Winter flower gardens may seem to be sleeping, but in many cases, there is life going on beneath the surface. Spring bulbs are preparing to break dormancy, and seed-bearing annuals are appearing graceful in their dried forms while still providing food for birds and wildlife. While there is less to do in the garden over winter, keeping on top of chores helps alleviate the amount of work needed in spring. Begin winterizing your garden in fall so there is less to do over the winter.
Remove fallen leaves, dead plant materials and other garden debris before the first snowfall. These items become a haven for insects and disease that attack your plants in spring.
Pull up annual flowers once they die back. Leave those with interesting winter skeletons or beneficial seeds, such as coneflowers, in the ground over the winter. Leave in place any annuals you want to self-seed that haven't yet released their seed heads.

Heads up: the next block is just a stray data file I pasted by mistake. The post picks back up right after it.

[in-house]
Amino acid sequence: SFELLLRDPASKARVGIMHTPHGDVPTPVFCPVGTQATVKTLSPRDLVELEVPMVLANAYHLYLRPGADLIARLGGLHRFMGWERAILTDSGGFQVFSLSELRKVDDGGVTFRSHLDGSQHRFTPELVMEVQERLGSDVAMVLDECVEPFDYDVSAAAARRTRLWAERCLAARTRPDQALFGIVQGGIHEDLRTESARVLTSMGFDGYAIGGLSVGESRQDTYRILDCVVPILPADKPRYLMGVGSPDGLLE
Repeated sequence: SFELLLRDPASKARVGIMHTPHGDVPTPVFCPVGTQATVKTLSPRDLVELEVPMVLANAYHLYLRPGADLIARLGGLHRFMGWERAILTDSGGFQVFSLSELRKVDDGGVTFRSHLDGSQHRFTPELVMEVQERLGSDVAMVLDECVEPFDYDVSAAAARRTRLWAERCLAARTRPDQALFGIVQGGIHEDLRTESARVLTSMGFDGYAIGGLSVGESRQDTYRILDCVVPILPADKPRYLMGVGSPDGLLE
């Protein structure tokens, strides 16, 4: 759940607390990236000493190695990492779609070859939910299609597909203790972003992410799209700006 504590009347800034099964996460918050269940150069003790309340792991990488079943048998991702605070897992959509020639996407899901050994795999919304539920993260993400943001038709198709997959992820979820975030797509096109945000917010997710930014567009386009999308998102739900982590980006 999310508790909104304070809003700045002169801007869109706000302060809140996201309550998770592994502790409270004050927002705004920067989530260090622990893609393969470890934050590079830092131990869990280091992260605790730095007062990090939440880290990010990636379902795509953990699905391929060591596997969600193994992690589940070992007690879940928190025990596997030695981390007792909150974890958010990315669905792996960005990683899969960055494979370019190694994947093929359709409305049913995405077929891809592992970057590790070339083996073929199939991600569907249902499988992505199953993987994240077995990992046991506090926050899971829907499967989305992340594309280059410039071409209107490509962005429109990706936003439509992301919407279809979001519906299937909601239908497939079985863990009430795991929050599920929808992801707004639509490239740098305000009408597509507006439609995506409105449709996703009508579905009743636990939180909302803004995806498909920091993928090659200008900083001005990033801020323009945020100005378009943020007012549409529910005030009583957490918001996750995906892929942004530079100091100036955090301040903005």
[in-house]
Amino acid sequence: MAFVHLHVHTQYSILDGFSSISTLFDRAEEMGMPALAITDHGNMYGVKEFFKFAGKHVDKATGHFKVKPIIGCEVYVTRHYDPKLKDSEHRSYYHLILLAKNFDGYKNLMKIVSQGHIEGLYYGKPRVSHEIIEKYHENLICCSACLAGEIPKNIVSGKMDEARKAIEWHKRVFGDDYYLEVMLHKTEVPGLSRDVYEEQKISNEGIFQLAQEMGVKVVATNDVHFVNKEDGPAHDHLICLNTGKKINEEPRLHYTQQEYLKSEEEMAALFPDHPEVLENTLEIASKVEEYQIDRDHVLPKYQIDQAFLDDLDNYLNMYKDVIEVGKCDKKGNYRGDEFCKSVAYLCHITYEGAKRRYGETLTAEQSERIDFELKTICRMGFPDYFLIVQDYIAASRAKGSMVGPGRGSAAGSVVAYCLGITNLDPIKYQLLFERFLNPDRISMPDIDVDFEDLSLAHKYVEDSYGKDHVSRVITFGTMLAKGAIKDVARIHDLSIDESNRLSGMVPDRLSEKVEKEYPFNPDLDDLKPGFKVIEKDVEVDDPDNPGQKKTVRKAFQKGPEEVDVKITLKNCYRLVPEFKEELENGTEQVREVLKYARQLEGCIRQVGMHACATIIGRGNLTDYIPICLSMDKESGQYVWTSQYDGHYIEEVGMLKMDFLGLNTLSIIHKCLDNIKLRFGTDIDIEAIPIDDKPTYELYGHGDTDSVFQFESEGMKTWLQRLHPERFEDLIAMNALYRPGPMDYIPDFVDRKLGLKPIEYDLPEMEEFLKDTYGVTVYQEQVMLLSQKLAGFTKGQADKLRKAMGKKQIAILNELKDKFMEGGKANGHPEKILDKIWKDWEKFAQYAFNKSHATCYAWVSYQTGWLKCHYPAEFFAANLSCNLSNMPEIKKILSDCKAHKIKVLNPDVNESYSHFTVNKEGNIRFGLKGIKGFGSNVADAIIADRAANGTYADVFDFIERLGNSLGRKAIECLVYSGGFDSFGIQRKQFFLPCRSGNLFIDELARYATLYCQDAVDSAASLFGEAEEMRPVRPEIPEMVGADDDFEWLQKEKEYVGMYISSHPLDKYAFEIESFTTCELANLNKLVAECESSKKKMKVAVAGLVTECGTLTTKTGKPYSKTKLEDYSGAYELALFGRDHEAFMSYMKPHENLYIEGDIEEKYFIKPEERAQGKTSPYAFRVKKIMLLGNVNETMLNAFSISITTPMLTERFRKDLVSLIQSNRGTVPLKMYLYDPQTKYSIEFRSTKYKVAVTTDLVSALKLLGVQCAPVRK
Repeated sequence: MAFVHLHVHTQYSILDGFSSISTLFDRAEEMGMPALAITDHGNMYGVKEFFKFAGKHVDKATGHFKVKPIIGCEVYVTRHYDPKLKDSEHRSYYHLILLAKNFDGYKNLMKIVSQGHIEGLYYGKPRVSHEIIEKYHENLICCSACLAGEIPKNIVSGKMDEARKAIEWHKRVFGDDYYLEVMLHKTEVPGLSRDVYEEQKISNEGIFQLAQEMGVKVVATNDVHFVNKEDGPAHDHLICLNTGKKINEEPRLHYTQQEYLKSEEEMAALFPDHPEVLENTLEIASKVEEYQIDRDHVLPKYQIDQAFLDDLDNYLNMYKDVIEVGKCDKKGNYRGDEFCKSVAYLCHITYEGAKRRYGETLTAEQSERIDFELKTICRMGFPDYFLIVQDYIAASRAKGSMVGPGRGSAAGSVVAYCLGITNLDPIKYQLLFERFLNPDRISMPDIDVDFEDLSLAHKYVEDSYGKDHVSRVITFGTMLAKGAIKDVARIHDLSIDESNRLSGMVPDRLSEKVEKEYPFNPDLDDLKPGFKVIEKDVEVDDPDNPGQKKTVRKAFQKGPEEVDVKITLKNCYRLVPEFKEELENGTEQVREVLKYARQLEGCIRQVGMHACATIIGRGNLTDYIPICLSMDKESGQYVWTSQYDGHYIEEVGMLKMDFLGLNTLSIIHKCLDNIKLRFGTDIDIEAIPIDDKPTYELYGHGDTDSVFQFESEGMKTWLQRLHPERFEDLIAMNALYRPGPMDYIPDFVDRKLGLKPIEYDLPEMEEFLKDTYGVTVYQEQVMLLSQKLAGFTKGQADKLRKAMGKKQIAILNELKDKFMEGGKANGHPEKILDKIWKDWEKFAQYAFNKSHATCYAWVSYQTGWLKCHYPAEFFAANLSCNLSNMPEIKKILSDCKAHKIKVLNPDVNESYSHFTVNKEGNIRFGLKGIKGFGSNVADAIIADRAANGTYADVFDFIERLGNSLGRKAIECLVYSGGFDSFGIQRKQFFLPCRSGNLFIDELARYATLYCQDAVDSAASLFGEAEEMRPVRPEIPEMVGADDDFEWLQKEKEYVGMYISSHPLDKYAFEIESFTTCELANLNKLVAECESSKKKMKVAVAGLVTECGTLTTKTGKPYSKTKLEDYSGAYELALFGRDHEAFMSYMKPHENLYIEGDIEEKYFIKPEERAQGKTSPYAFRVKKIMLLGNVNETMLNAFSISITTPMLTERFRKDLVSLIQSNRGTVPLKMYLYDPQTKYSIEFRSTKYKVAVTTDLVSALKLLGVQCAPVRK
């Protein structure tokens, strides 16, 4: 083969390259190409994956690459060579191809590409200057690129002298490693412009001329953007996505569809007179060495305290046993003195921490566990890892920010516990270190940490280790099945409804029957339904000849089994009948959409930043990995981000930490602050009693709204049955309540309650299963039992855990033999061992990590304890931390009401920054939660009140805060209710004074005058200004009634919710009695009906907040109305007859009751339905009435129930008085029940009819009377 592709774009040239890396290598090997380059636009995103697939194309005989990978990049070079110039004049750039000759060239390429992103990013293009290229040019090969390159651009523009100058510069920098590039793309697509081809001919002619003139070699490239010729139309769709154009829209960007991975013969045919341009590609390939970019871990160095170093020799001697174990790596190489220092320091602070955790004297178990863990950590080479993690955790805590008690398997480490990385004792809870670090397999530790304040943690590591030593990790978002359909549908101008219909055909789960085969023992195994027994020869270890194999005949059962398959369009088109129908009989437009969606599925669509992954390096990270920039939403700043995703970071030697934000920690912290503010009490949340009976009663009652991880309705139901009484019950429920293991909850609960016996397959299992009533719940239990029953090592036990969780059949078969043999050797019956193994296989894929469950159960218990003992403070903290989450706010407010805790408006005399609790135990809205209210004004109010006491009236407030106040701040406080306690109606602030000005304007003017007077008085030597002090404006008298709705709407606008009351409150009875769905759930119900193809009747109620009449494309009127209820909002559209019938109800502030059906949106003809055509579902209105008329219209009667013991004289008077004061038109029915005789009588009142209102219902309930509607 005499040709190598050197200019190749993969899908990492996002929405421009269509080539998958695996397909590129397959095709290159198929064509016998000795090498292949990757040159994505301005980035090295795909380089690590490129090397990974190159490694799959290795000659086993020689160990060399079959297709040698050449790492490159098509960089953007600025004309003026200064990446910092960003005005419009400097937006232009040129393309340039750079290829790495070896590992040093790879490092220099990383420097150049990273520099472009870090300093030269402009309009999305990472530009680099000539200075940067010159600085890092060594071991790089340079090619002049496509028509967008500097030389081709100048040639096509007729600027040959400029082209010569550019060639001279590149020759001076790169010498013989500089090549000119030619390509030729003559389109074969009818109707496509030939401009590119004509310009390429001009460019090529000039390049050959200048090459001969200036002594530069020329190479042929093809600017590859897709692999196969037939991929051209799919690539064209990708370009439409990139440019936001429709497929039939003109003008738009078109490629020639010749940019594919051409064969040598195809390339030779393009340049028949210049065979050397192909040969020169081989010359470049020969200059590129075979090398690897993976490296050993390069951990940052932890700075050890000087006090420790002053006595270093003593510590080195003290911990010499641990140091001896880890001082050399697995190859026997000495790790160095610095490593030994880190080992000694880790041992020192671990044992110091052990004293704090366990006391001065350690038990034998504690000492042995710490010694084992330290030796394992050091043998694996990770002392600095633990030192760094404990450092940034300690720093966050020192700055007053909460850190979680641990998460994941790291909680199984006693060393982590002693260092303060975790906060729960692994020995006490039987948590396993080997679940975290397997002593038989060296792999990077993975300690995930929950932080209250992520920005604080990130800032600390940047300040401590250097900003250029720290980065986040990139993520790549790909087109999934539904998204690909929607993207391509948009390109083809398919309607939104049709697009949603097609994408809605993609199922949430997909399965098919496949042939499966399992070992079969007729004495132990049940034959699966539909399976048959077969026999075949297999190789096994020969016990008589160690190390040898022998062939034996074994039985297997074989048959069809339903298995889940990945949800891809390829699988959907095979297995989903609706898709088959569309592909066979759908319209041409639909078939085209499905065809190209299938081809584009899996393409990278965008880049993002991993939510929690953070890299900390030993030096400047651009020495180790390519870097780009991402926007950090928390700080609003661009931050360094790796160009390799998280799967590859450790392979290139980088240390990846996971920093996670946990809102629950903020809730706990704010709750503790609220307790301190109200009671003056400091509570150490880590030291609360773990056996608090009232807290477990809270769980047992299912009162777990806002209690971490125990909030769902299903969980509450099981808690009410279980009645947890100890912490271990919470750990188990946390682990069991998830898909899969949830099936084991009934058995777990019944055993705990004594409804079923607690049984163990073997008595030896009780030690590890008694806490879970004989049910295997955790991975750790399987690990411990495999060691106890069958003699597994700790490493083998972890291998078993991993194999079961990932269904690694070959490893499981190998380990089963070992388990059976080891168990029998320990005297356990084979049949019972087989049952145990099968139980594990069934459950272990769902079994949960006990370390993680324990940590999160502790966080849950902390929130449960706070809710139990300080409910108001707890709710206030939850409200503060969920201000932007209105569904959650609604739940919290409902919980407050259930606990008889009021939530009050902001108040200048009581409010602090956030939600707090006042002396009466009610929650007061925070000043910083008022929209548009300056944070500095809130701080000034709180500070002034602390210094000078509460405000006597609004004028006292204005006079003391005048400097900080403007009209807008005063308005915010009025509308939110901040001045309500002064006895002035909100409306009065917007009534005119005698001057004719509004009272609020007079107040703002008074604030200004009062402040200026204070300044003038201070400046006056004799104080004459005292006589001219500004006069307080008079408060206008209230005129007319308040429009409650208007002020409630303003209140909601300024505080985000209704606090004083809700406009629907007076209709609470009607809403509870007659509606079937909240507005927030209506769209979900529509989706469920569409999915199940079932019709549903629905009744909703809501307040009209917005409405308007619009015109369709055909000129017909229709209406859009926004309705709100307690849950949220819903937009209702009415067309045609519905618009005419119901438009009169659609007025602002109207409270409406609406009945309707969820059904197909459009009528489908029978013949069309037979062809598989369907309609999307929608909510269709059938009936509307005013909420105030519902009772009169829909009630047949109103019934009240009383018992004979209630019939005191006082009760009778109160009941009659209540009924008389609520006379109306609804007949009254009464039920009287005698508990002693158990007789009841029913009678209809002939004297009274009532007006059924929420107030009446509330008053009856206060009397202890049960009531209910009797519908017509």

Lay a fresh 2- to 3-inch layer of organic mulch over perennial and bulb beds. These insulate the ground, preventing frost heave that may damage roots and bulbs.
Lay mulch over any annual beds that have been self-seeded or winter sown. This preserves the soil moisture and temperature, aiding germination come spring.
Dig up tender plants, such as dahlia or begonia, after the first frost has killed back the foliage. Store indoors in dry peat moss.
Check the soil around flowering evergreen shrubs in the garden for moisture during periods that are above freezing in winter. Water if the soil feels dry, as this prevents damage to the plants from lack of winter moisture.